More than any other place, California is well positioned to push back against the agenda of the incoming president. In this special series, Capital & Main examines why and how the Golden State will both lead the resistance to Donald Trump and continue to advance progressive ideas and policies.
There are many student cars parked at and around Sir Francis Drake High School — some of them expensive BMWs, some environmentally correct Priuses. But when Justice Levine attended classes at this Marin County school, she had to walk to Drake, passing rows of expensive San Anselmo homes. That was nearly seven years ago. Then 14, she would wake up in the morning to an empty house and make her own breakfast — her mother had already left for work for the day.
This is an encore posting from our State of Inequality series
Their rented home — one floor of a modest two-story house — was not well-furnished, most of its fixtures were secondhand and it lacked the semblance of interior decorating. Now 21, Levine describes it as a space she and her mother occupied separately for a long time,
Our friend showed up late in the evening from Northern California to spend a couple of days with us before pushing on in a long-planned vacation. But when I woke up the next morning, he had been up for hours. I found him surrounded by three screens and his cell phone – solving a tech problem for his company.
“Auspicious beginning of a vacation,” I said. “I thought you were supposed to leave all that behind.”
“Oh, no,” he said, “not at my pay level.”
And so it goes. “No rest for the weary and the wicked go free.” That was an oft repeated phrase an early mentor in work mumbled as he sipped on yet another cup of coffee and ran to yet another customer. He may have been obsessive and wired, but he only worked a 40-hour week. None of us worked more, except the boss now and then.
In March, seven class action lawsuits filed in California, Michigan and New York suggested that for the country’s 30 million-strong low-wage workforce, getting one’s paycheck ripped off by some of the largest and wealthiest employers in America is too often business as usual.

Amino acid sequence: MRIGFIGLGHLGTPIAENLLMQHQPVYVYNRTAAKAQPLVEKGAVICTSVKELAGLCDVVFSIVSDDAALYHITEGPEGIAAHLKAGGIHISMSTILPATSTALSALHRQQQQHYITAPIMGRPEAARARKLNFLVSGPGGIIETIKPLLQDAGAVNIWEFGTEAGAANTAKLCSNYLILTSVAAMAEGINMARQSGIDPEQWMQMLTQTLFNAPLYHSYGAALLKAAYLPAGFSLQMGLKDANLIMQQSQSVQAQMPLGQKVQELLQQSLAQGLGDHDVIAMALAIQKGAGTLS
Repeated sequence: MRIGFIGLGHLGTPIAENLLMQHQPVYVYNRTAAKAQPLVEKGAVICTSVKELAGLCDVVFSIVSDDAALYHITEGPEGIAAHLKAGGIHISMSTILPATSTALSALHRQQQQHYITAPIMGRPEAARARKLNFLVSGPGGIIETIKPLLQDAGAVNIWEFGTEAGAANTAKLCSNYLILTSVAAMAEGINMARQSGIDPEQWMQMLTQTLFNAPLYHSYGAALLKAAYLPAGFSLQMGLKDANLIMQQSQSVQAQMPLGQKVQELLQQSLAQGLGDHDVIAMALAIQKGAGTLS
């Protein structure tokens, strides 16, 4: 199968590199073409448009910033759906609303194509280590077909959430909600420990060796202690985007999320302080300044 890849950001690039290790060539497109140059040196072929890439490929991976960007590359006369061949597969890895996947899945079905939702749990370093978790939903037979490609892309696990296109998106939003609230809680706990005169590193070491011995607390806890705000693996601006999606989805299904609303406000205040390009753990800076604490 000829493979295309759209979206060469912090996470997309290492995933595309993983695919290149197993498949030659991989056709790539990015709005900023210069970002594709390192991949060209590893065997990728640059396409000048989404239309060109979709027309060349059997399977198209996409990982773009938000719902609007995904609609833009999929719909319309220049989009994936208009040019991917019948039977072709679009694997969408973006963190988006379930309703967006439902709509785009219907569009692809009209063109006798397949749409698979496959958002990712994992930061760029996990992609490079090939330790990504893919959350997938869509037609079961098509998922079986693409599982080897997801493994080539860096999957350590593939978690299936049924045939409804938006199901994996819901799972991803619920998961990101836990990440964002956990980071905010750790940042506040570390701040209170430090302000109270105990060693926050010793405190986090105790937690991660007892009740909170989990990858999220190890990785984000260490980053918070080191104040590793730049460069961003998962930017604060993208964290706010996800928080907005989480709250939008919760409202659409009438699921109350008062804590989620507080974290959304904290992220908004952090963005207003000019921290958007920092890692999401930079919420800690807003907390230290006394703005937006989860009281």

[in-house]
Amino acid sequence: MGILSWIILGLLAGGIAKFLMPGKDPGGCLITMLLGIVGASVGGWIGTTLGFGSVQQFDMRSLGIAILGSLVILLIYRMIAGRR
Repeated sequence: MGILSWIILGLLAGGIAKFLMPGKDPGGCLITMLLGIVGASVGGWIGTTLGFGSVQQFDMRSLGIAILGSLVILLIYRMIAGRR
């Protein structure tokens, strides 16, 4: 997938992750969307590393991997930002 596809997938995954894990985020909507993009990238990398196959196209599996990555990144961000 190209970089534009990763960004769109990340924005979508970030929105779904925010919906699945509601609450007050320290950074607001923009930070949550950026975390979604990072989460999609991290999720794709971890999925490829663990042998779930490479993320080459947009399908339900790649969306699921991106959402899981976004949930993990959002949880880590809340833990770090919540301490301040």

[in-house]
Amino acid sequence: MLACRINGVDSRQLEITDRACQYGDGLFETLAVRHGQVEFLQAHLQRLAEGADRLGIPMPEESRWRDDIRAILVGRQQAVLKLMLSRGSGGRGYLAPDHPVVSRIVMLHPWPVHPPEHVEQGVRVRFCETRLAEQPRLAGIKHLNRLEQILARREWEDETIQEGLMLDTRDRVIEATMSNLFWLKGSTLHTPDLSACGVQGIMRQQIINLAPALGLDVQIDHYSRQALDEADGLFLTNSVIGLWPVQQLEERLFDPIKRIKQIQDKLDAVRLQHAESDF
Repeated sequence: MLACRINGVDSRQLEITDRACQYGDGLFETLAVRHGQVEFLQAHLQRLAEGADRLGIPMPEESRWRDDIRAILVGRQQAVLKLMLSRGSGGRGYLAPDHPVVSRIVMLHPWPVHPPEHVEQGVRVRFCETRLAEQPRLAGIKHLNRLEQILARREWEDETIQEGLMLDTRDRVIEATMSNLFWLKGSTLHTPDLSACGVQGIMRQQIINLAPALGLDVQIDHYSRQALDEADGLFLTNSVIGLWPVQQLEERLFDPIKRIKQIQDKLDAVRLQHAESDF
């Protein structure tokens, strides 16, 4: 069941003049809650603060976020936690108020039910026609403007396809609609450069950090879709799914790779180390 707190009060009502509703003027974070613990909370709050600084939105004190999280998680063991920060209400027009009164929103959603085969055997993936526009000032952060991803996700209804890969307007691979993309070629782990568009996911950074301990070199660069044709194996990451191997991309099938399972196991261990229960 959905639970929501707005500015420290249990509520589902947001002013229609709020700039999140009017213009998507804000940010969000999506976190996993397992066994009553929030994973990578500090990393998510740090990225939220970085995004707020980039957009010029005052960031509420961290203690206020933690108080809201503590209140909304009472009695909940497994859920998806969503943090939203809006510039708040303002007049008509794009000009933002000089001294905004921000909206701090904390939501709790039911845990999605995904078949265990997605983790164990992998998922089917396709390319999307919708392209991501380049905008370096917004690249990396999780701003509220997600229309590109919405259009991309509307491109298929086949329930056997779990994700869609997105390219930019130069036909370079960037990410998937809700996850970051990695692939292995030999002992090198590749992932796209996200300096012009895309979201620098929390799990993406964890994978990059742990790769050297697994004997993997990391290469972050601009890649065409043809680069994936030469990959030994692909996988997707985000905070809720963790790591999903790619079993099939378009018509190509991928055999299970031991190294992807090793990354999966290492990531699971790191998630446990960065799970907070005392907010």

Contending that the McDonald’s restaurant chain had been “systematically stealing” from its workers, the suits detailed company-wide practices of managers regularly ordering employees to work off the clock, shaving hours from their time cards and not paying overtime. Three of the California suits also claimed that McDonald’s and its franchise owners illegally altered pay records and denied employees meal periods and rest breaks. Other plaintiffs alleged McDonald’s used a sophisticated computer program that monitored real-time sales volume: When sales dropped below a certain level during any given hour, attorneys said, some managers would routinely order workers from the incoming shift to not punch in for an hour or two until there were more customers.
California has roughly a dozen labor codes governing wage-theft on the books, with more proposed each year in the state legislature. Are these laws proving effective? Fausto Hernandez is one worker who doesn’t think they are. The 55-year-old native of Oaxaca, Mexico, has labored in the carwash business for a decade.
“For several years I worked at Slauson Carwash in South L.A. — 10 to 11 hours a day,” he told Capital & Main. “The employer would only pay me for three hours, never for all the hours I worked.”
According to Hernandez, he sought relief by contacting the CLEAN Carwash Campaign, a community coalition led by the United Steelworkers union. The campaign helped him file a claim with the Division of Labor Standards Enforcement (DLSE), an office of the state’s Labor Commissioner.
Workers who take such action face employer retaliation. Hernandez’s employer fired him, he said.